Sunset on Varkala Beach. I could get used to this view…
Well it had to happen at some point – Jen has just spent the last few minutes with her head down the toilet vomiting tonight’s dinner. Unfortunately, I forgot to video the event, so I thought I would write a blog post instead. The irony is that her last words to the staff upon leaving the restaurant were: “I am going to write a recommendation about this place on the internet”!
We dined at a place named Tuman located on Varkala cliff with Jen ordering some Mexican enchiladas whilst I sampled some Tibetan dumplings (none of these touristy restaurant places seem to specialise in specific cuisines, instead a range of “continental style” dishes including Indian, English, Italian, Chinese, Russian and American style meals are all on the same menu). Luckily I have not suffered any side effects from the dinner, so it was either the enchiladas, or more likely the salad which caused the vomiting. Thankfully, she’s feeling better now, and Jen being Jen, she has now bounced back quickly.
Very cool wall art outside The Chillout Lounge, Varkala.
Jen has been rather brave in sampling salads in India, despite warnings that eating food washed in local water could be a health danger. She has been careful to ask beforehand whether the salads has been washed with mineral water (most places claim this), but we are learning that when people in India say “yes”, frustratingly, sometimes it really means “no”, “maybe”, or “yes, perhaps later but don’t expect it to happen anytime soon”. Some examples include:
1) Installation of air conditioning which we were told would happen in 1 day, but later turned out to take 4 days.
2) The unlocking of Jen’s mobile phone, which we were told would be returned this Wednesday, then it was Thursday, and now apparently it will be ready on Friday.
3) A promise of hot tap water in 5 minutes, but later given a bucket of boiling water heated from a stove 30 minutes later.
Haiwa Resort, Varkala. Rooms with air conditioning cost a very reasonable R1100 (£13.50) and run by some friendly guys who looked after us.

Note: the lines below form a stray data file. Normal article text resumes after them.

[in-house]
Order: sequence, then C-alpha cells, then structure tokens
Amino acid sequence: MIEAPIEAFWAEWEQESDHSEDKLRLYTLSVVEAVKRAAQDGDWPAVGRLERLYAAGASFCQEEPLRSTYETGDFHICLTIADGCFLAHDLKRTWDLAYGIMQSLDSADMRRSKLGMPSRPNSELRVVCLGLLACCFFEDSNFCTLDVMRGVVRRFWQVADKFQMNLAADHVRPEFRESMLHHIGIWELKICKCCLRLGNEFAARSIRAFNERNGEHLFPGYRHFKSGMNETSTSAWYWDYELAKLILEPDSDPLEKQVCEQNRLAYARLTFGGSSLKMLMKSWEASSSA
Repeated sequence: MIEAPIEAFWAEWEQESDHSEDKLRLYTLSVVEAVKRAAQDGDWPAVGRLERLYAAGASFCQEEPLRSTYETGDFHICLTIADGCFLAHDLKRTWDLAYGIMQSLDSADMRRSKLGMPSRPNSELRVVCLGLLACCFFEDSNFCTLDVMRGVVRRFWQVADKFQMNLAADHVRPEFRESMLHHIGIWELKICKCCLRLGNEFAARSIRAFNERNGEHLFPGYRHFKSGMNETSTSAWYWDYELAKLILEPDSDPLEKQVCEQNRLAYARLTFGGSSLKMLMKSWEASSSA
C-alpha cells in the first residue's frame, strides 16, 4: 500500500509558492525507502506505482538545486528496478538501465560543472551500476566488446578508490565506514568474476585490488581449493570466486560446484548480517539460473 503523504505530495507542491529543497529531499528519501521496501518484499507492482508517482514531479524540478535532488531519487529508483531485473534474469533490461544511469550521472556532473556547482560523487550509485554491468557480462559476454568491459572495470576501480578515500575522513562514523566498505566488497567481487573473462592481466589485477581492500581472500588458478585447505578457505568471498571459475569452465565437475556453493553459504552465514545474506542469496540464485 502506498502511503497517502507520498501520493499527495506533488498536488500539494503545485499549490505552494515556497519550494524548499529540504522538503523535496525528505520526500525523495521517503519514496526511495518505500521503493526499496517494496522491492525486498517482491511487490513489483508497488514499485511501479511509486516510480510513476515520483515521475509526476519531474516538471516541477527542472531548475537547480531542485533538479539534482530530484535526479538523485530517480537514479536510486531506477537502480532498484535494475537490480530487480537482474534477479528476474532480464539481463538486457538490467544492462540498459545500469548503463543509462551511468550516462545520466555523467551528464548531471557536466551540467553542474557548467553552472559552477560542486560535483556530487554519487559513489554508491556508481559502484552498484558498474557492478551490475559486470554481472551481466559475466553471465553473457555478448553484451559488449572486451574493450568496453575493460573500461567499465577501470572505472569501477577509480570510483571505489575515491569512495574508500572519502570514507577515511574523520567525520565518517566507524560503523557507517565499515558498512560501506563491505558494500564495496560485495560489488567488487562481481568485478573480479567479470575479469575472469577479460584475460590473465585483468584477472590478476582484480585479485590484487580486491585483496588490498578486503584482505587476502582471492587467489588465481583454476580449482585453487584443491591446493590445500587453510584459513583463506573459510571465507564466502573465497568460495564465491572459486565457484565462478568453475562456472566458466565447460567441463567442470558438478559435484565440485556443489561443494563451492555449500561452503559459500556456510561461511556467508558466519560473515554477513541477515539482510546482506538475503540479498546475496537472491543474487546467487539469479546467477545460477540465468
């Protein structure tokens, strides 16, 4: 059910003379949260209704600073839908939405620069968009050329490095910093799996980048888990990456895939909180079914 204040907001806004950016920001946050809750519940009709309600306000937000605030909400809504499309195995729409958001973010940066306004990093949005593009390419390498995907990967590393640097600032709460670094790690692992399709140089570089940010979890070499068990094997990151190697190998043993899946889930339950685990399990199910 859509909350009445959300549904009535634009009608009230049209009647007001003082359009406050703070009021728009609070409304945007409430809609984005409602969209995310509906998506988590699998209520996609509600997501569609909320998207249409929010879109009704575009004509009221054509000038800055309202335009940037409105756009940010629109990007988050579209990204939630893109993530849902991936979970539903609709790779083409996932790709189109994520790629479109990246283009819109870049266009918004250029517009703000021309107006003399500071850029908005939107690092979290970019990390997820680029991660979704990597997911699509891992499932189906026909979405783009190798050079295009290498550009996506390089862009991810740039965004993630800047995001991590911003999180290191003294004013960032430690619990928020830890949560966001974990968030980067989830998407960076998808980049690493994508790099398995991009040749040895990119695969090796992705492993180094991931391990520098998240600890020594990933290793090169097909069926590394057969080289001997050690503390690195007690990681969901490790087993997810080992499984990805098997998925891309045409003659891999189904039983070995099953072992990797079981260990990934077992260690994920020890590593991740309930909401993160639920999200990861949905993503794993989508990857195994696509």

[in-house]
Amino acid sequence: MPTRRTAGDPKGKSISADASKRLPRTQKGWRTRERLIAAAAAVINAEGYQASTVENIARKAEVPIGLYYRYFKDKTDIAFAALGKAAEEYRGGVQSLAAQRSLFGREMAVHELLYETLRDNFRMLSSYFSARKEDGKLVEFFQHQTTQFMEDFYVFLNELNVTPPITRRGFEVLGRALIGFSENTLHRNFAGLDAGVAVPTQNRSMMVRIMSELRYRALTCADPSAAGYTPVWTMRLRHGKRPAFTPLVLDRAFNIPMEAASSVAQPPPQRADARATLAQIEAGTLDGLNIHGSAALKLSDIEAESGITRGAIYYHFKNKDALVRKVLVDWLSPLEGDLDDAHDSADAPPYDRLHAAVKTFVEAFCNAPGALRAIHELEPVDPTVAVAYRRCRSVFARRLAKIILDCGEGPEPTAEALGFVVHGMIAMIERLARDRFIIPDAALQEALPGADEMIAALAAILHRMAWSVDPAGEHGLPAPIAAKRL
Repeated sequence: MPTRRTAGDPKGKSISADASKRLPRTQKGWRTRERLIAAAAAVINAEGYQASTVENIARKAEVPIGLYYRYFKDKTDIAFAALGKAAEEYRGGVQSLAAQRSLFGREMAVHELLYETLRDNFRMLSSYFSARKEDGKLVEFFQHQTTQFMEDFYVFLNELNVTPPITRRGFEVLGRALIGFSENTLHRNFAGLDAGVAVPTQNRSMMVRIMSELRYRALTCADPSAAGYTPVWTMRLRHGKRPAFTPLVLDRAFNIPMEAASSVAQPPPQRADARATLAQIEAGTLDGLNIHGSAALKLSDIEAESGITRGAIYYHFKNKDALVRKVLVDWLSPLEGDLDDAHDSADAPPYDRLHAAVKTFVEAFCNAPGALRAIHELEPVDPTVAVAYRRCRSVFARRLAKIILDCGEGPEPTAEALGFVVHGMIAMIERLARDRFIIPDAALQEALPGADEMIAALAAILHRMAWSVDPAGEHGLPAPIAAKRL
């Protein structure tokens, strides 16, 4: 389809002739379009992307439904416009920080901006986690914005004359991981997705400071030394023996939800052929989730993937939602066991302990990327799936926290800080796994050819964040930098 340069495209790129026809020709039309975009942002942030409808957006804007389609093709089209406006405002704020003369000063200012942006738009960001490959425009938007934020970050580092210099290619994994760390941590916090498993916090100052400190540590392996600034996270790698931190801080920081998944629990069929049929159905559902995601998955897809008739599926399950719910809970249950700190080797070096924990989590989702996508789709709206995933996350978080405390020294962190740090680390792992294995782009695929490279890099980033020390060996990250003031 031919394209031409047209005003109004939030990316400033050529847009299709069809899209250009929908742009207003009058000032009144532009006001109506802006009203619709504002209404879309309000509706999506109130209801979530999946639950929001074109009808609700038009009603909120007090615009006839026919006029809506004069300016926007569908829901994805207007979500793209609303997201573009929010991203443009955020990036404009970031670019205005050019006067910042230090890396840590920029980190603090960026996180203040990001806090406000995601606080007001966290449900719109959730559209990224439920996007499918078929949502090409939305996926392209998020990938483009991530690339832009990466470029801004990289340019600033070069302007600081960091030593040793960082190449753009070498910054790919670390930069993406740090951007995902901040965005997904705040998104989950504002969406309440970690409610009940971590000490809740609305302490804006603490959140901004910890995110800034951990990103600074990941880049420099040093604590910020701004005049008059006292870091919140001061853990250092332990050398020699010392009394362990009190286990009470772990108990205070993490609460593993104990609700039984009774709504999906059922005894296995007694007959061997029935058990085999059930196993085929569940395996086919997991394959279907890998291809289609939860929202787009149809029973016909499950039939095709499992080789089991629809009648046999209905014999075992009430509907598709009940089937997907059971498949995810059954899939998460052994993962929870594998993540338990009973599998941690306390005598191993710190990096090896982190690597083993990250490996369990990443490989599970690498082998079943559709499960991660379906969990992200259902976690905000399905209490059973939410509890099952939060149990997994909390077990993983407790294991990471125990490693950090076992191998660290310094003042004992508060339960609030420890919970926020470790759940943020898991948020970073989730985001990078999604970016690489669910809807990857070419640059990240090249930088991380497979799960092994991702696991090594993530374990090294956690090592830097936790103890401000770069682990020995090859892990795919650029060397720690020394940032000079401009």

Other random stuff
Here is a selection of random highlights and observations which occurred in the last few days:
– Jen learnt that the brakes on a rickshaw are actually quite effective
While on her way back from a visit to Varkala town centre, a woman was standing in the middle of the road oblivious to oncoming traffic, and the rickshaw driver had to slam on his breaks to avoid hitting her. Jen was thrown forward from the sudden braking (she was unhurt), and after the shopping had been collected from the floor and put back into her bag, the driver carried on like it was just another day on the (crazy) roads of India.
– Jen received a love letter
During our previous stay at Puthenthorpe, we befriended a member of staff named Anoob who we ended up going down the beach with, invited to our room to chat and who even gave us one of those dodgy ayurvedic massages. Little did we know that he had a bit of a soft spot for our Jen, so imagine our surprise when a few days after we left, Jen showed me an email he sent:
“Hallo how are u I am very gloomy without you 🙁 my heart is full of you I am always thinking about you. I wish I could marry you in the future. I hope you feel the same and I am hoping I can see you again soon. I keep dreaming about you but its just is not enough. I have kept your hair and your kiss in my heart. Love you lots, Anoop”
Can you believe the cheek?! I had actually helped set up the same email account he was now sending the love letter from! I also gave him a tip when we left and a £2 coin as a memento of our stay. Part of me still wants to go back and pay him a quick visit since Puthenthorpe is only 20 miles south of Varkala, but he has since apologised adding that it was “just a joke”. Hmmmmph.
– India is obsessed with Michael Jackson
Well, perhaps not an obsession with his music as such, but rather Jackson’s life long desire to change his skin colour from black to white. It appears that most cosmetic products sold here all come with added skin whitening bleach to help fulfill India’s desire to have a paler skin complexion. Seems rather odd at first, but when you consider that you can buy fake (orange?!) tan solutions in the UK, it seems rather normal. Caucasian’s want a darker skin colour, and Asian’s want a lighter skin colour – work that one out if you can. To quote Jackson’s rather hypocritical lyric: “If you’re thinking about being my brother, it don’t matter if you’re black or white”.
I eventually succumbed to the sales patter of this guy and bought some drums. Shame they were too big for my backpack and I ended up leaving them in the room for the next guest to find.